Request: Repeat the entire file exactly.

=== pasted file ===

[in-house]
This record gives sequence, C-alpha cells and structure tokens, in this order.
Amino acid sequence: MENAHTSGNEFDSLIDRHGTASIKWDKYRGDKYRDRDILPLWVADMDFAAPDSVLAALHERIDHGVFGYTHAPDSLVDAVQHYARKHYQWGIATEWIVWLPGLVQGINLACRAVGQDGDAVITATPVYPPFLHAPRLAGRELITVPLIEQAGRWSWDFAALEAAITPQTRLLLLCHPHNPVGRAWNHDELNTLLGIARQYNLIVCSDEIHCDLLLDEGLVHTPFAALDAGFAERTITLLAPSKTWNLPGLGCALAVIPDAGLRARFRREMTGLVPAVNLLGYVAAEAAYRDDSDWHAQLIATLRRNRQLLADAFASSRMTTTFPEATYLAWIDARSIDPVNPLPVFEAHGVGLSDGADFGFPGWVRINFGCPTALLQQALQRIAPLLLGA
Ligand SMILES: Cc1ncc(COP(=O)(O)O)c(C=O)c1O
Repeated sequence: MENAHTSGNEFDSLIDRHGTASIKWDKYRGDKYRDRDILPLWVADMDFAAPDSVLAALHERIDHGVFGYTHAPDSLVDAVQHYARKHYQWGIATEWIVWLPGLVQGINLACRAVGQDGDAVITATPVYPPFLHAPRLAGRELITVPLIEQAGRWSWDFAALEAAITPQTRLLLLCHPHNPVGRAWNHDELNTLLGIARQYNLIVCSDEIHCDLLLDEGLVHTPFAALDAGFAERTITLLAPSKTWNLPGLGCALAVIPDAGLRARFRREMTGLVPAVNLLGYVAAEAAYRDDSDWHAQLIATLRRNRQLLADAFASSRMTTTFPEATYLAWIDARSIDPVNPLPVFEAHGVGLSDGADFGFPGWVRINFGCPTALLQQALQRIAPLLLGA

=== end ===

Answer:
[in-house]
This record gives sequence, C-alpha cells and structure tokens, in this order.
Amino acid sequence: MENAHTSGNEFDSLIDRHGTASIKWDKYRGDKYRDRDILPLWVADMDFAAPDSVLAALHERIDHGVFGYTHAPDSLVDAVQHYARKHYQWGIATEWIVWLPGLVQGINLACRAVGQDGDAVITATPVYPPFLHAPRLAGRELITVPLIEQAGRWSWDFAALEAAITPQTRLLLLCHPHNPVGRAWNHDELNTLLGIARQYNLIVCSDEIHCDLLLDEGLVHTPFAALDAGFAERTITLLAPSKTWNLPGLGCALAVIPDAGLRARFRREMTGLVPAVNLLGYVAAEAAYRDDSDWHAQLIATLRRNRQLLADAFASSRMTTTFPEATYLAWIDARSIDPVNPLPVFEAHGVGLSDGADFGFPGWVRINFGCPTALLQQALQRIAPLLLGA
Ligand SMILES: Cc1ncc(COP(=O)(O)O)c(C=O)c1O
Repeated sequence: MENAHTSGNEFDSLIDRHGTASIKWDKYRGDKYRDRDILPLWVADMDFAAPDSVLAALHERIDHGVFGYTHAPDSLVDAVQHYARKHYQWGIATEWIVWLPGLVQGINLACRAVGQDGDAVITATPVYPPFLHAPRLAGRELITVPLIEQAGRWSWDFAALEAAITPQTRLLLLCHPHNPVGRAWNHDELNTLLGIARQYNLIVCSDEIHCDLLLDEGLVHTPFAALDAGFAERTITLLAPSKTWNLPGLGCALAVIPDAGLRARFRREMTGLVPAVNLLGYVAAEAAYRDDSDWHAQLIATLRRNRQLLADAFASSRMTTTFPEATYLAWIDARSIDPVNPLPVFEAHGVGLSDGADFGFPGWVRINFGCPTALLQQALQRIAPLLLGA